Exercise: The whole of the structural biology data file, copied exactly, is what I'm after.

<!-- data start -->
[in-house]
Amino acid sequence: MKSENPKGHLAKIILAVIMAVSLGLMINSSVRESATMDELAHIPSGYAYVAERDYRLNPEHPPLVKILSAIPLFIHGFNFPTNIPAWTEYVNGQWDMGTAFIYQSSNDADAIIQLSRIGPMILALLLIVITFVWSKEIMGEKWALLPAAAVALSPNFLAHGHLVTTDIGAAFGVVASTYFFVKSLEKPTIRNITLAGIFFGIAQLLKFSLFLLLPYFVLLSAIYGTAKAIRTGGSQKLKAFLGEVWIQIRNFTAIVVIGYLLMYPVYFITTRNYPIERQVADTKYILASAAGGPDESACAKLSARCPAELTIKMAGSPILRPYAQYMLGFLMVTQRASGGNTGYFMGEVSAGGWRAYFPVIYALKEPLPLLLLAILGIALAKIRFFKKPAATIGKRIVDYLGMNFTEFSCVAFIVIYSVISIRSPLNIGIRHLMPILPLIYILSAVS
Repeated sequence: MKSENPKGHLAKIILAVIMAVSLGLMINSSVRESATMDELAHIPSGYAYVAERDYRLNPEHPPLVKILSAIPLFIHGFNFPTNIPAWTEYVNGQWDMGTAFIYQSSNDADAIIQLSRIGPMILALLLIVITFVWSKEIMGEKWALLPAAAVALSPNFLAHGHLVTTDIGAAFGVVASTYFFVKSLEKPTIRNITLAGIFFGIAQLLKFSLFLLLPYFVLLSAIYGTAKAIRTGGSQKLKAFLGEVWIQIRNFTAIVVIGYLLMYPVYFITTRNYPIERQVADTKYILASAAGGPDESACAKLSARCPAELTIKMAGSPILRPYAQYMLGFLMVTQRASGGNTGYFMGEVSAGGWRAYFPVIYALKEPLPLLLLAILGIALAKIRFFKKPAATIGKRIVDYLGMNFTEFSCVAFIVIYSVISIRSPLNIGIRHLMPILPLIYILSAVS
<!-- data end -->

[in-house]
Amino acid sequence: MKSENPKGHLAKIILAVIMAVSLGLMINSSVRESATMDELAHIPSGYAYVAERDYRLNPEHPPLVKILSAIPLFIHGFNFPTNIPAWTEYVNGQWDMGTAFIYQSSNDADAIIQLSRIGPMILALLLIVITFVWSKEIMGEKWALLPAAAVALSPNFLAHGHLVTTDIGAAFGVVASTYFFVKSLEKPTIRNITLAGIFFGIAQLLKFSLFLLLPYFVLLSAIYGTAKAIRTGGSQKLKAFLGEVWIQIRNFTAIVVIGYLLMYPVYFITTRNYPIERQVADTKYILASAAGGPDESACAKLSARCPAELTIKMAGSPILRPYAQYMLGFLMVTQRASGGNTGYFMGEVSAGGWRAYFPVIYALKEPLPLLLLAILGIALAKIRFFKKPAATIGKRIVDYLGMNFTEFSCVAFIVIYSVISIRSPLNIGIRHLMPILPLIYILSAVS
Repeated sequence: MKSENPKGHLAKIILAVIMAVSLGLMINSSVRESATMDELAHIPSGYAYVAERDYRLNPEHPPLVKILSAIPLFIHGFNFPTNIPAWTEYVNGQWDMGTAFIYQSSNDADAIIQLSRIGPMILALLLIVITFVWSKEIMGEKWALLPAAAVALSPNFLAHGHLVTTDIGAAFGVVASTYFFVKSLEKPTIRNITLAGIFFGIAQLLKFSLFLLLPYFVLLSAIYGTAKAIRTGGSQKLKAFLGEVWIQIRNFTAIVVIGYLLMYPVYFITTRNYPIERQVADTKYILASAAGGPDESACAKLSARCPAELTIKMAGSPILRPYAQYMLGFLMVTQRASGGNTGYFMGEVSAGGWRAYFPVIYALKEPLPLLLLAILGIALAKIRFFKKPAATIGKRIVDYLGMNFTEFSCVAFIVIYSVISIRSPLNIGIRHLMPILPLIYILSAVS